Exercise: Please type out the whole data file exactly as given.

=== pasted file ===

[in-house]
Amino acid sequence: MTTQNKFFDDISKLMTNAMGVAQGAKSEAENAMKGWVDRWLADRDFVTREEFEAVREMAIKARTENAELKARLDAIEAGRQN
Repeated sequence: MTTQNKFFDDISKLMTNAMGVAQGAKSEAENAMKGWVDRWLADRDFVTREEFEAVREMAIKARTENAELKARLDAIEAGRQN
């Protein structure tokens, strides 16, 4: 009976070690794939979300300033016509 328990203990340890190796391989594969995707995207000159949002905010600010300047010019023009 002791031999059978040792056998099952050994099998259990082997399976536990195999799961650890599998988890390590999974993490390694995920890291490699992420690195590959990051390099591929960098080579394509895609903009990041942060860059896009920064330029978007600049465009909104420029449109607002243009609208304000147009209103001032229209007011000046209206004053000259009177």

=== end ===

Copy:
[in-house]
Amino acid sequence: MTTQNKFFDDISKLMTNAMGVAQGAKSEAENAMKGWVDRWLADRDFVTREEFEAVREMAIKARTENAELKARLDAIEAGRQN
Repeated sequence: MTTQNKFFDDISKLMTNAMGVAQGAKSEAENAMKGWVDRWLADRDFVTREEFEAVREMAIKARTENAELKARLDAIEAGRQN
């Protein structure tokens, strides 16, 4: 009976070690794939979300300033016509 328990203990340890190796391989594969995707995207000159949002905010600010300047010019023009 002791031999059978040792056998099952050994099998259990082997399976536990195999799961650890599998988890390590999974993490390694995920890291490699992420690195590959990051390099591929960098080579394509895609903009990041942060860059896009920064330029978007600049465009909104420029449109607002243009609208304000147009209103001032229209007011000046209206004053000259009177």